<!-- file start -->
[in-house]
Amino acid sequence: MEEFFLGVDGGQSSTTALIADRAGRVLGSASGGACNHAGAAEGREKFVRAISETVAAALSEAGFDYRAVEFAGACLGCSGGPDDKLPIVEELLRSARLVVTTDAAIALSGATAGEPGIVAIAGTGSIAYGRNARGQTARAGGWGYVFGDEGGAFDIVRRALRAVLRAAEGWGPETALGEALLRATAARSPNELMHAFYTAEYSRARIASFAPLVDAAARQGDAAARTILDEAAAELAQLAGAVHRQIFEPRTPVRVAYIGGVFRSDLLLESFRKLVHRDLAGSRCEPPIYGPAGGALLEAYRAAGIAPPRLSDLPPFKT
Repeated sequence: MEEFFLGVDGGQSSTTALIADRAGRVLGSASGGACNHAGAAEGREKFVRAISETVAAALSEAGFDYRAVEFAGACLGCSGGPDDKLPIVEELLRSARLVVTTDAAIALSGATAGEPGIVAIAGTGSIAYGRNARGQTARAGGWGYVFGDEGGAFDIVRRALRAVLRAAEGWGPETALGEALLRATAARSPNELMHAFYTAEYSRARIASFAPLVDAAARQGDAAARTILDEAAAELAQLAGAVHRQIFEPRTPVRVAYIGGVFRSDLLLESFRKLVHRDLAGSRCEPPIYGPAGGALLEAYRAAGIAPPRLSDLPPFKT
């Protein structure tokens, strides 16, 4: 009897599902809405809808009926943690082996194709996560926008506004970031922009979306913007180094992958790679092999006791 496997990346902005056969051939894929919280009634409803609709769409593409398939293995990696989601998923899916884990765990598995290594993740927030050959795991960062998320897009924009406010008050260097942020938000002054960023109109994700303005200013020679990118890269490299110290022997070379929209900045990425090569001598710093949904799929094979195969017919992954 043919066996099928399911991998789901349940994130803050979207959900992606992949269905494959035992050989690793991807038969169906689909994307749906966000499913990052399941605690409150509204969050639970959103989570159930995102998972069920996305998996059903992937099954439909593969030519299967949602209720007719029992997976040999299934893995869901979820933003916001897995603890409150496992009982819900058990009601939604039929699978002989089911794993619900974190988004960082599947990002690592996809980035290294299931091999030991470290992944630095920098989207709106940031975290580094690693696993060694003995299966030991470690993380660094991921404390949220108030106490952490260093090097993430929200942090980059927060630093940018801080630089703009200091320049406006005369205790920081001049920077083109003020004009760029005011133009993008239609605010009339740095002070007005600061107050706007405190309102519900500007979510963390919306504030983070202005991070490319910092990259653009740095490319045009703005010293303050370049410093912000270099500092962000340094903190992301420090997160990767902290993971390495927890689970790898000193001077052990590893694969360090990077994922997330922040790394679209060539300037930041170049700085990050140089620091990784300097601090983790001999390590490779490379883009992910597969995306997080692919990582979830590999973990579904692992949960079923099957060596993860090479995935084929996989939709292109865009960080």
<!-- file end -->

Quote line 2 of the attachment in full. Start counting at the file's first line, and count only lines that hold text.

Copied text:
Amino acid sequence: MEEFFLGVDGGQSSTTALIADRAGRVLGSASGGACNHAGAAEGREKFVRAISETVAAALSEAGFDYRAVEFAGACLGCSGGPDDKLPIVEELLRSARLVVTTDAAIALSGATAGEPGIVAIAGTGSIAYGRNARGQTARAGGWGYVFGDEGGAFDIVRRALRAVLRAAEGWGPETALGEALLRATAARSPNELMHAFYTAEYSRARIASFAPLVDAAARQGDAAARTILDEAAAELAQLAGAVHRQIFEPRTPVRVAYIGGVFRSDLLLESFRKLVHRDLAGSRCEPPIYGPAGGALLEAYRAAGIAPPRLSDLPPFKT